I don’t know if I’ve ever mentioned this here before, but Jasper and Emilia love pirates. Jasper especially. He also loves superheroes (‘supers,’ he calls them), but he has a more granular passion – a passion that is more specific and focused and oriented around the granular details – for pirates, mostly, it seems, because he identifies with pirates. Pirates are troublemakers. Pirates make trouble their business. Jasper is down with that, because Jasper knows a thing or two about trouble himself. And Jasper is getting even better at it, because he is attending a school for pirates. It’s an e-course, and doesn’t carry transfer credit, but still.
Jake’s Never Land Pirate School, through which Jasper is pursuing his Bachelor’s degree in Elementary Piracy, offers four credit streams: sailing, maze navigation, music (Pirate Band) and advanced use of maps and spyglasses. No pillaging, which is probably for the best. Jasper is excelling at maze navigation and sailing, which have limited use, seeing as we have access to neither mazes nor boats, but still. The development of his pirate skill set is beside the point. Pirate school – in its incarnation here, as an app – keeps him entirely engaged for deliciously long stretches of time, and during these long summer months that is worth its weight in gold dubloons. Not least because of the car rides. ALL THE CAR RIDES. Can I tell you about the car rides?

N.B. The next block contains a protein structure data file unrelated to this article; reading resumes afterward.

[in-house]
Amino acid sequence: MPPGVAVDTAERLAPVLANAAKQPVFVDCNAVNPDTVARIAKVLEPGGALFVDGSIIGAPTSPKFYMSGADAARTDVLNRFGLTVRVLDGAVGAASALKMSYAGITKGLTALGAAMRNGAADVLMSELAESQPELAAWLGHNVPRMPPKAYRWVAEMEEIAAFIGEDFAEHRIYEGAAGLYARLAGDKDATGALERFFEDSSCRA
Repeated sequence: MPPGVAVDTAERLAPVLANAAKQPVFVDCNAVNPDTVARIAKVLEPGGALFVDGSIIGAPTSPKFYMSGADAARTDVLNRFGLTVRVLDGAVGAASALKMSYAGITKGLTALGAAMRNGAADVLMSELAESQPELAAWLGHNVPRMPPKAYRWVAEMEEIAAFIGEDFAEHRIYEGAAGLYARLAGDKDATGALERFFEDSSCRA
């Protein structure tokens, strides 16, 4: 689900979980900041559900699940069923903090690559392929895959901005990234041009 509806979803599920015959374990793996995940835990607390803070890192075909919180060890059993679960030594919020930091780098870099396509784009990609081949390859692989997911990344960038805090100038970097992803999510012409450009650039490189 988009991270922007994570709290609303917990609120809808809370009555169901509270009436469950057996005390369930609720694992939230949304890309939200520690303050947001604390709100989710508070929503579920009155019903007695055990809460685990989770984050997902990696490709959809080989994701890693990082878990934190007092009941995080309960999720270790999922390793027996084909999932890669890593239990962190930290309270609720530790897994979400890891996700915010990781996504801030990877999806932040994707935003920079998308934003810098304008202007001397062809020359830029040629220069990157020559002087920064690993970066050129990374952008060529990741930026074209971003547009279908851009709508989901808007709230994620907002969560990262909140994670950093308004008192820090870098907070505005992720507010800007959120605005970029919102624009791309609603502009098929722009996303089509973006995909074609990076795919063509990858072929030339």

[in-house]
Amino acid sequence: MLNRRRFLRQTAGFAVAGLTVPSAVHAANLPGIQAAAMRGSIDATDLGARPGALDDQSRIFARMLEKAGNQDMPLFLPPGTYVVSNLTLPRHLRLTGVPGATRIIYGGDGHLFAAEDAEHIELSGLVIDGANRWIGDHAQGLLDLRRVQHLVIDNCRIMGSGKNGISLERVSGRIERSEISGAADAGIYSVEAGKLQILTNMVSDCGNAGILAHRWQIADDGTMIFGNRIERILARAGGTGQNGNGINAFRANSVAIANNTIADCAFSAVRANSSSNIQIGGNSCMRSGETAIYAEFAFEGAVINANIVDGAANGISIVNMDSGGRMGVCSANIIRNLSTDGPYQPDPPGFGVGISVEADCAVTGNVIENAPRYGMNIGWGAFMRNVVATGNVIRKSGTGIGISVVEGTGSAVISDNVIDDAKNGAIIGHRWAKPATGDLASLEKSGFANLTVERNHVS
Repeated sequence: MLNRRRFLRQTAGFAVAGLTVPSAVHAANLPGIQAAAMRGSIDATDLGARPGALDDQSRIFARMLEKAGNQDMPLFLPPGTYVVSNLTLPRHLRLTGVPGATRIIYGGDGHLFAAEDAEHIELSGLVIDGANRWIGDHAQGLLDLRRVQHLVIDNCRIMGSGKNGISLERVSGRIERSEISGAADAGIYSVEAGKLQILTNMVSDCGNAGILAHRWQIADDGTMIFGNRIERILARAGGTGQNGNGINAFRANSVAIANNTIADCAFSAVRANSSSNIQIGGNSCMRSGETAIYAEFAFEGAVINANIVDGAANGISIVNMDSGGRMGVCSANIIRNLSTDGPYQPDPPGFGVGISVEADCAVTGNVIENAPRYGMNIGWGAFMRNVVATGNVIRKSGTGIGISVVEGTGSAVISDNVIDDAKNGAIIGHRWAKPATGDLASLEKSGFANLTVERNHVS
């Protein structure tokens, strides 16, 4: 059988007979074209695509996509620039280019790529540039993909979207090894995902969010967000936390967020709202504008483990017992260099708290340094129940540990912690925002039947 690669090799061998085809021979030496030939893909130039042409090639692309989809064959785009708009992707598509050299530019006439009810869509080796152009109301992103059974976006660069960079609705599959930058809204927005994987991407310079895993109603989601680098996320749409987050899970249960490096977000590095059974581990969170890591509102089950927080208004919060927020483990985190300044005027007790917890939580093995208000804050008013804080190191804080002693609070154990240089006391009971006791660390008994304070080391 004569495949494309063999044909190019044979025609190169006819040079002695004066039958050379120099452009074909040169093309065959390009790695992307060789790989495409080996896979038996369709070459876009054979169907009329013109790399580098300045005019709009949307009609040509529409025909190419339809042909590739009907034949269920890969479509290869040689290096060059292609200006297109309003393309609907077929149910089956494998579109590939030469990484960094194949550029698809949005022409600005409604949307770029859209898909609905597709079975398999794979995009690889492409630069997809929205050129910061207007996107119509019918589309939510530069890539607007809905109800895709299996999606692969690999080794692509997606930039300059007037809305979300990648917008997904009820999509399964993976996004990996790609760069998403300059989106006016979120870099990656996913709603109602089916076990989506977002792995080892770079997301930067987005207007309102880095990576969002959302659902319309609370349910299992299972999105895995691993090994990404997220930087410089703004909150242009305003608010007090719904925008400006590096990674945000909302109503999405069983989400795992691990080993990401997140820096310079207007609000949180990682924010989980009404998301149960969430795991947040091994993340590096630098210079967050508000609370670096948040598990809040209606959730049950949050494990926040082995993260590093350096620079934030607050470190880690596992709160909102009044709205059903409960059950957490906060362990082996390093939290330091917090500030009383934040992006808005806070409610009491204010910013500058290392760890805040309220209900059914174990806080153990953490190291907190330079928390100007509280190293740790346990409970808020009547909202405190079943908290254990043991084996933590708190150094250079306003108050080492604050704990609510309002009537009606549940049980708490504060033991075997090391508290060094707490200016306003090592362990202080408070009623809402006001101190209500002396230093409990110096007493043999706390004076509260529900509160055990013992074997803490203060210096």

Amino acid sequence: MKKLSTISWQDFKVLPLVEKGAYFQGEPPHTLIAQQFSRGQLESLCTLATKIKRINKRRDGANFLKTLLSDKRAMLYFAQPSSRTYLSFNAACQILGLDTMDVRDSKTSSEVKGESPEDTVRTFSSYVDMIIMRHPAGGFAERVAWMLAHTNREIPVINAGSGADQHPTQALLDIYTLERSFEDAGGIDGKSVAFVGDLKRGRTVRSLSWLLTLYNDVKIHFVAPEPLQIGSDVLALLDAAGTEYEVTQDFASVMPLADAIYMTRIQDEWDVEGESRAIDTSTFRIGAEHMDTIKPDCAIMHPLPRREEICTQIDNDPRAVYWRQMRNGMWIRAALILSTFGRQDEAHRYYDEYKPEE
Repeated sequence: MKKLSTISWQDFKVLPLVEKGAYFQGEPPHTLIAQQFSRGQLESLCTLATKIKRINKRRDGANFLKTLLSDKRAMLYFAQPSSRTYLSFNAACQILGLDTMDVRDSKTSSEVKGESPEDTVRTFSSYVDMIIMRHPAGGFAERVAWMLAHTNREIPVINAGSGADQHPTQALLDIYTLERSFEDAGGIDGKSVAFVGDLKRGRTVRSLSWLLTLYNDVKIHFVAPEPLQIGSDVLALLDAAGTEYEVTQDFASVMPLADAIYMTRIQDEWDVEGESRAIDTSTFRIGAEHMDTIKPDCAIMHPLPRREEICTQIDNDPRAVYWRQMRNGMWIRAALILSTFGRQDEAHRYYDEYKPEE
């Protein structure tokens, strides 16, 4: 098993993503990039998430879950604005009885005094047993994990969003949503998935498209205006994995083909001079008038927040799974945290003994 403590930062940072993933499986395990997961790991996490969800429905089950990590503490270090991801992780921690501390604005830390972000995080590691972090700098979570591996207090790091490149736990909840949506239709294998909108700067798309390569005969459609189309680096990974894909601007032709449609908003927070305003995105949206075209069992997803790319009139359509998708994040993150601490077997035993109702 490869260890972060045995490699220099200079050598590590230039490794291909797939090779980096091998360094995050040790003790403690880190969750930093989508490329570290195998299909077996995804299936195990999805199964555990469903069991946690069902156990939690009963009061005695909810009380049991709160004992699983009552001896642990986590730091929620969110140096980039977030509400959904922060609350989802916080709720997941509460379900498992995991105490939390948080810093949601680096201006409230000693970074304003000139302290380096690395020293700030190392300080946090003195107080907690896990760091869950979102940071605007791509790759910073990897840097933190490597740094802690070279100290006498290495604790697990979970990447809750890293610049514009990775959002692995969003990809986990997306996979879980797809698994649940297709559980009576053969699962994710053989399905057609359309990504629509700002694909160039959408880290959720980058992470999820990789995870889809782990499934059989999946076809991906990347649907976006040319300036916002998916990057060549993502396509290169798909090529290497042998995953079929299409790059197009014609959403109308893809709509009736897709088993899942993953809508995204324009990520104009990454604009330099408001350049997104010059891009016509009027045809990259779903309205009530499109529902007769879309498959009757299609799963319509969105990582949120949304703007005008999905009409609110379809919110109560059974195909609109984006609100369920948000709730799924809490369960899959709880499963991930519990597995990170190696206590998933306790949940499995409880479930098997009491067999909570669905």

It is just over two hours from our apartment in New York to our house in the Catskills. Two hours, which is not quite long enough to warrant long stops, but still long enough to cause small children to get car-cabin fever and unleash holy terror upon all within. Which is not, you would think, the best environment in which to impose learning, but if it’s pirate learning… well, then. You’re onto something. Jasper studies maze navigation while Emilia studies pirate music appreciation (Pirate Band) and all is quiet.
Until we get to the Catskills and Jasper leaps from the car, ready to battle the Mountain Pirates and their evil leader, Captain Hook Of The Delaware, but by then, I don’t care. Once he’s out of the car, he can scream battle cries at all the pirates he likes. And lead them through mazes, and teach them how to play all the instruments in Pirate Band, and I can have a glass of wine.
The app, my friends, has done its work.
(You know how badly I wanted to title this, ‘APP-pirating We Will Go’? Pretty badly. I resisted, though.)
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